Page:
Click to Skip Ad
Closing in...
  1. Amazon Deals
    09:57 Deals

    Today’s top deals: Exclusive deals for Prime members only, $6 car detailing tool, $2…

  2. Best Camera Drone Under $100
    08:43 Deals

    Best camera drone under $100 gets a rare extra discount at Amazon

  3. Best Car Detailing Products
    14:14 Deals

    The best car detailing product is a $5.59 tool on Amazon that pros don’t want you to…

  4. Best smart plugs for Alexa
    10:38 Deals

    Best smart plugs for Alexa: Kasa smart plugs hit Amazon’s lowest price

  5. Best Deals on Amazon
    07:00 Deals

    Best Deals on Amazon (August 2021)




Venus sang a song to NASA’s solar probe – listen to it right here

May 5th, 2021 at 12:00 AM
venus radio signal

Venus is one of the closest planets to Earth in orbit around the Sun — the other being Mars, of course — but it’s still incredibly mysterious. Its surface is shrouded in thick clouds and temperatures there are hot enough to incinerate you in an instant. Its beefy atmosphere is much denser than that of Earth and is almost entirely carbon dioxide. Studying it has proven difficult for astronomers, but NASA’s Parker Solar Probe recently gathered some incredible data from Venus without even trying.

In a new paper published in Geophysical Research Letters, NASA scientists explain that a flyby of Venus by the solar probe back in July of 2020 resulted in the probe’s FIELDS instrument picking up a signal that wasn’t expected. The probe was making a routine pass of the planet, which it had already done twice before, and this time the instrument designed to measure the Sun’s extreme electric and magnetic fields picked up something from Venus. It was a low-frequency radio signal, but NASA wasn’t able to identify it right away.

Today's Top Deal The best Alexa smart plugs on Amazon are somehow down to just $5 each! List Price:$24.99 Price:$19.99 You Save:$5.00 (20%) Buy Now Available from Amazon, BGR may receive a commission Available from Amazon BGR may receive a commission

In a press release accompanying the new paper, NASA’s Glyn Collison of the Goddard Space Flight Center explains that he spent a day wondering what the source of the radio signal could be. “Then the next day, I woke up and I thought, ‘Oh my god, I know what it is!'” Collison said. He realized that the radio signal looked a lot like the data that was returned by NASA’s Galileo orbiter as it passed through the ionosphere of Jupiter’s moons. The signal must have been created as the Parker probe cruised through the ionosphere of Venus.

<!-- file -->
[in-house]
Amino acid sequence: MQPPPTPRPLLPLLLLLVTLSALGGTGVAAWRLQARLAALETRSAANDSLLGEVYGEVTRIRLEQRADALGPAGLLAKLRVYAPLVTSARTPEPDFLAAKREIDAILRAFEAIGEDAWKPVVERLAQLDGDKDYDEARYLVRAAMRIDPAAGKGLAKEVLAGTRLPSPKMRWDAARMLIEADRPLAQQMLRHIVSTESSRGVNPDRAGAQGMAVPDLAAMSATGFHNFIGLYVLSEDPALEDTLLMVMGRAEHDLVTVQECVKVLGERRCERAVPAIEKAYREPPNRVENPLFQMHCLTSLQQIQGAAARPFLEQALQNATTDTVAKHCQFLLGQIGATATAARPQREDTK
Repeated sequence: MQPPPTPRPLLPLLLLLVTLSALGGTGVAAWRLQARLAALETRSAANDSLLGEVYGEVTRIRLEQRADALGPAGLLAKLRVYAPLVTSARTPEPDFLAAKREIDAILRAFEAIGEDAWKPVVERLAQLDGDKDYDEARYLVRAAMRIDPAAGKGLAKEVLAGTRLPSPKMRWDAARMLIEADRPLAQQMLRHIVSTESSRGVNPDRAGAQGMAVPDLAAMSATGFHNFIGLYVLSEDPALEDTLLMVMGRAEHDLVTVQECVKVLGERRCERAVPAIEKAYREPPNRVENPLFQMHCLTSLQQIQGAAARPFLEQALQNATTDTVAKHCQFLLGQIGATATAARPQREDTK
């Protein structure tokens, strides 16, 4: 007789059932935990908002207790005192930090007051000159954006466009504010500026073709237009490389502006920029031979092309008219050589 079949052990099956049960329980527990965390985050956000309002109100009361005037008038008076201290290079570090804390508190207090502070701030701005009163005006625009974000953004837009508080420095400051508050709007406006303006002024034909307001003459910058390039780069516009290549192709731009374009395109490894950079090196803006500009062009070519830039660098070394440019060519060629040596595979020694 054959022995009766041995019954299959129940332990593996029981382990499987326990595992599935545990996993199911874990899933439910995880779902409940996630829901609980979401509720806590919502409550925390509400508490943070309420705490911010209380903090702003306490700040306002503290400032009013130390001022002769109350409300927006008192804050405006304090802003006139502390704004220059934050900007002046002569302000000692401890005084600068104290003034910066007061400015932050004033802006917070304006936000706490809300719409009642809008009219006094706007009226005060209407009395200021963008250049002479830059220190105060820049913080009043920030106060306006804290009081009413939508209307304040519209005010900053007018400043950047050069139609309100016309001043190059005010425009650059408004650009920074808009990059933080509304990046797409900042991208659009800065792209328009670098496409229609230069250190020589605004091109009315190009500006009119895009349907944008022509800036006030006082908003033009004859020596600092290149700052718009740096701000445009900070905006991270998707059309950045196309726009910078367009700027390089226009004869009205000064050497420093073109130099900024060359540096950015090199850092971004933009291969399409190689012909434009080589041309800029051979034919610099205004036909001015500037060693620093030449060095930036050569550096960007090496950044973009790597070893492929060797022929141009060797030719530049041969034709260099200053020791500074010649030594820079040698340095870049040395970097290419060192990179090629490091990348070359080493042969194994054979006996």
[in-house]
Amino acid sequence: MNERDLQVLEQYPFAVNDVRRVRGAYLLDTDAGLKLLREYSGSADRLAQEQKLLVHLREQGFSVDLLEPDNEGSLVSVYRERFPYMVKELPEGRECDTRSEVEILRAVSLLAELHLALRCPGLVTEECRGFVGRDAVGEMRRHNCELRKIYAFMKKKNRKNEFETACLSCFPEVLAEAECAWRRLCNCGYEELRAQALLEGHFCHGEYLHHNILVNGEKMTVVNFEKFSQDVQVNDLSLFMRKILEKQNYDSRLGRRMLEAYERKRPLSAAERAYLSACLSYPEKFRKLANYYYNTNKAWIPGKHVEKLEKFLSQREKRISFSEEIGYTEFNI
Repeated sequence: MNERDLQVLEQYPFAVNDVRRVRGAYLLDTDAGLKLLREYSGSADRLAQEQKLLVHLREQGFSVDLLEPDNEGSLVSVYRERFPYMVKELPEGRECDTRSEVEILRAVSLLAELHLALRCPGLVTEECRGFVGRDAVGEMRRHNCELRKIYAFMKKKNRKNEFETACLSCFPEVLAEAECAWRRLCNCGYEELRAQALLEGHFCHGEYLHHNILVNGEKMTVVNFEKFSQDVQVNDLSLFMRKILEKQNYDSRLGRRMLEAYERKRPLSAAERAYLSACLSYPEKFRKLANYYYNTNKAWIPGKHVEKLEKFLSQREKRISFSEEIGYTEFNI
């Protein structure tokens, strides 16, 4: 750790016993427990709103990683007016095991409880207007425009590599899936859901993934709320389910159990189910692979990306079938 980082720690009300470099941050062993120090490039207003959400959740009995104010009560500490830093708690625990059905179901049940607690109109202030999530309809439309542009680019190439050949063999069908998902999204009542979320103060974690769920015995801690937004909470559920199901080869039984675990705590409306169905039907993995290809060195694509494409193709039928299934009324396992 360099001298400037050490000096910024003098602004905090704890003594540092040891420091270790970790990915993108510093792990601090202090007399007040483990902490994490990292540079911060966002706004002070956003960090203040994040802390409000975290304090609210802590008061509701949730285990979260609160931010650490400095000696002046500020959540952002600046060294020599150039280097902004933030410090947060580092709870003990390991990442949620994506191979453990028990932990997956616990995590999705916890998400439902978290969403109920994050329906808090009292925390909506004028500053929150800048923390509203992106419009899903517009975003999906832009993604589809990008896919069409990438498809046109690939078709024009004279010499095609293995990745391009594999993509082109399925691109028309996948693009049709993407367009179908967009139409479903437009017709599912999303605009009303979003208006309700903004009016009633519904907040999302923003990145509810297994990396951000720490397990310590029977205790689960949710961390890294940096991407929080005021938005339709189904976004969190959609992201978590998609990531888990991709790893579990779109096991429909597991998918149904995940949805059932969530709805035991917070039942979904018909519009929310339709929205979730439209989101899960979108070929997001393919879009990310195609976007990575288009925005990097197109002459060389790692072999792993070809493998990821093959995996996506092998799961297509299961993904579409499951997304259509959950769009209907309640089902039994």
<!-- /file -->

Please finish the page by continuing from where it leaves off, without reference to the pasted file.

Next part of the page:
By converting the radio signal into sound, we get to hear the soft song of Venus’s ionosphere. NASA Goddard published this video, and it’s amazing. Hear it for yourself:

NASA’s description reads as follows:

The data sonification in the video translates data from Parker Solar Probe’s FIELDS instrument into sound. FIELDS detected a natural, low-frequency radio emission as it moved through Venus’ atmosphere that helped scientists calculate the thickness of the planet’s electrically charged upper atmosphere, called the ionosphere. Understanding how Venus’ ionosphere changes will help researchers determine how Venus, once so similar to Earth, became the world of scorching, toxic air it is today.

Pretty cool, huh?

The Parker Solar Probe’s primary mission is to study the Sun, but as it uses Venus to help direct it for closer and closer passes of our star, it’s learning a lot about the planet as well. Images captured by the probe show Venus in a way that we’ve never seen before, and this latest discovery of a radio signal beaming through the upper atmosphere of the planet is just icing on the cake.

Today's Top Deal Amazon's Echo Dot is flying off the shelves at just $35! List Price:$39.99 Price:$34.99 You Save:$5.00 (13%) Buy Now Available from Amazon, BGR may receive a commission Available from Amazon BGR may receive a commission

Mike Wehner has reported on technology and video games for the past decade, covering breaking news and trends in VR, wearables, smartphones, and future tech.

Most recently, Mike served as Tech Editor at The Daily Dot, and has been featured in USA Today, Time.com, and countless other web and print outlets. His love of reporting is second only to his gaming addiction.




Popular News